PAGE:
I remember being excited about a body such as RA-Aus and the progress that was being made toward fostering the Ultralight and Light Sport Aircraft sector and what it would mean for the growth of the industry and more importantly the realisation of how important this part of the industry was in feeding into General Aviation. People that were passionate about working for an organisation, working for the members to make things so much better if you no longer could get or needed a CASA medical. For retirees to be able to enjoy what was once their career, just the joy of flying. The young people who wanted a career to be able to access the ‘accessible and affordable’ option as RA-Aus was promoted to be. The safe affordable alternative!
One day seemingly not long ago I woke from the dream, or did I fall asleep and lapse into the nightmare from which I cannot wake?
I am profoundly serious about this; it feels like a nightmare. My husband has been in the industry for over 50 years, a professional pilot and aeronautical engineer. He has done, been and seen a lot in that time. From flying search and rescue, air ambulance, charter, his own low capacity airline and a bunch of aircraft design work, flight test engineering – the list far too extensive to write here. He has always been highly regarded in the industry and by CASA. Me, no commercial flying but a lot of different private flying including some aircraft ferry work, running a small airline, flight training.
Over the past twenty years we have been running Edge Aviation and provide an extensive list of services to the industry.
Now I need to put this out there and stress, there are still several good people in CASA, my go to people if I need advice from our authority. I have the utmost respect for the regulations and the fact that CASA is necessary, and we need to have a regulator, or I prefer also to add ‘educator’.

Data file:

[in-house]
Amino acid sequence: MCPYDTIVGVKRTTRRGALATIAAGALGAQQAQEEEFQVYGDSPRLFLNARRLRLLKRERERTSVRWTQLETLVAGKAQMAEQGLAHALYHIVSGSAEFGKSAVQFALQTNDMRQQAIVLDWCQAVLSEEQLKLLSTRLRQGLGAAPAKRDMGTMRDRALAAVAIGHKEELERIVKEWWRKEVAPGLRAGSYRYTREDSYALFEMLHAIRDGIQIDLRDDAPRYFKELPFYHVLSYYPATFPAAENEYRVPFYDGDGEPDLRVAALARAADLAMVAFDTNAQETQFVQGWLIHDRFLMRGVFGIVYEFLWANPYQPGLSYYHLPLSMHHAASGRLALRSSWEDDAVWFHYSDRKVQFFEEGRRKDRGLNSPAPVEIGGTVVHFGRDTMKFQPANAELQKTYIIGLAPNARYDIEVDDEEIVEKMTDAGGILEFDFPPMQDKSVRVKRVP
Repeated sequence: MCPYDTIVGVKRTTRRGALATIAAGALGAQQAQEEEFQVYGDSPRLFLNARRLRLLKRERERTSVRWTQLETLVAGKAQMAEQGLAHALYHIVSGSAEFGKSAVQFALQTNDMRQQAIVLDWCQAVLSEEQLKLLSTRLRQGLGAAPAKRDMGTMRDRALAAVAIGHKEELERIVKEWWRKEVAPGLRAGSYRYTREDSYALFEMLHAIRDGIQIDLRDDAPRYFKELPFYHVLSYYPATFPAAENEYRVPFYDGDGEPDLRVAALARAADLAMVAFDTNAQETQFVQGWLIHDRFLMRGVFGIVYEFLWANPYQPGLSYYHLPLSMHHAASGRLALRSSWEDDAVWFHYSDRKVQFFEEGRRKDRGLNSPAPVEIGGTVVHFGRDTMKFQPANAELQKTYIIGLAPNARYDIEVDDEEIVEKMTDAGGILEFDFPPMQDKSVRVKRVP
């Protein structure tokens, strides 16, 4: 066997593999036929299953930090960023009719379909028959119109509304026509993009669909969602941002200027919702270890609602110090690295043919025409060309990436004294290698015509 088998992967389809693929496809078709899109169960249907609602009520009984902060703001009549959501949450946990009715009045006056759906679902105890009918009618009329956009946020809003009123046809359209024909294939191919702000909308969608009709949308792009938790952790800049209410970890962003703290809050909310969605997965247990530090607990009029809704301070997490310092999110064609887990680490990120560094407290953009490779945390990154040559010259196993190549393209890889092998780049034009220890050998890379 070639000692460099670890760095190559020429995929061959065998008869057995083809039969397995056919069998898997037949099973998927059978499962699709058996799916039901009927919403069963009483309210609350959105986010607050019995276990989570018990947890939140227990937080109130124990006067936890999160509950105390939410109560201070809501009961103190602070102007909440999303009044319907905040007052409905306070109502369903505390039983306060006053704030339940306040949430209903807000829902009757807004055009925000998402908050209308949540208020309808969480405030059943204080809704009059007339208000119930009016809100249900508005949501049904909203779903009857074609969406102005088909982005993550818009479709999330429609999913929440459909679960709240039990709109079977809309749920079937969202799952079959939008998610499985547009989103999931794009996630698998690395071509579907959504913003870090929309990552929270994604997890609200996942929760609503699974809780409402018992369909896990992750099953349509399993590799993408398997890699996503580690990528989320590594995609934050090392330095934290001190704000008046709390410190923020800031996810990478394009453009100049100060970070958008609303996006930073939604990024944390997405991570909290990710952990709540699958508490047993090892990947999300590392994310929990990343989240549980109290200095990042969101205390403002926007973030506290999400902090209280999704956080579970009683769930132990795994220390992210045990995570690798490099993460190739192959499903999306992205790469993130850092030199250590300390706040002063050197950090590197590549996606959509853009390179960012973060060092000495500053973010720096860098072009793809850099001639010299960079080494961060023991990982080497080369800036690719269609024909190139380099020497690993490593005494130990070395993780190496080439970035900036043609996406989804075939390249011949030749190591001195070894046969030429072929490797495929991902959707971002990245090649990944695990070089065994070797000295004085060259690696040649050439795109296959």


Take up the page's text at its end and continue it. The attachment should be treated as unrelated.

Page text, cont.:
Over recent times it has saddened me immensely to see what has been happening in our communities with society in general. Nothing to do with COVID 19 but the fact that generally people are more for themselves, more competitive, less caring, too busy, abrupt, aggressive, intolerant, defensive and I could go on. Not everyone and not all the time but there is a definite trend. See I have the benefit of my 63 years to be able to note this change. People are more isolated, people do not check on others anymore, people rarely offer you support or help – too busy! Or sadly do not even think about others at all.
This change in culture has also seeped into organisations because that is where some of these people end up. They take this change in attitude with them. So, we have people that because of the societal changes just think of the benefit to themselves. Cushy job maybe? – the public servant mentality maybe ‘ill get paid no matter what I do or don’t do’. And instead of working with industry we have a regulator CASA and a self-administering organisation, RAA who are constantly fighting with businesses and individuals.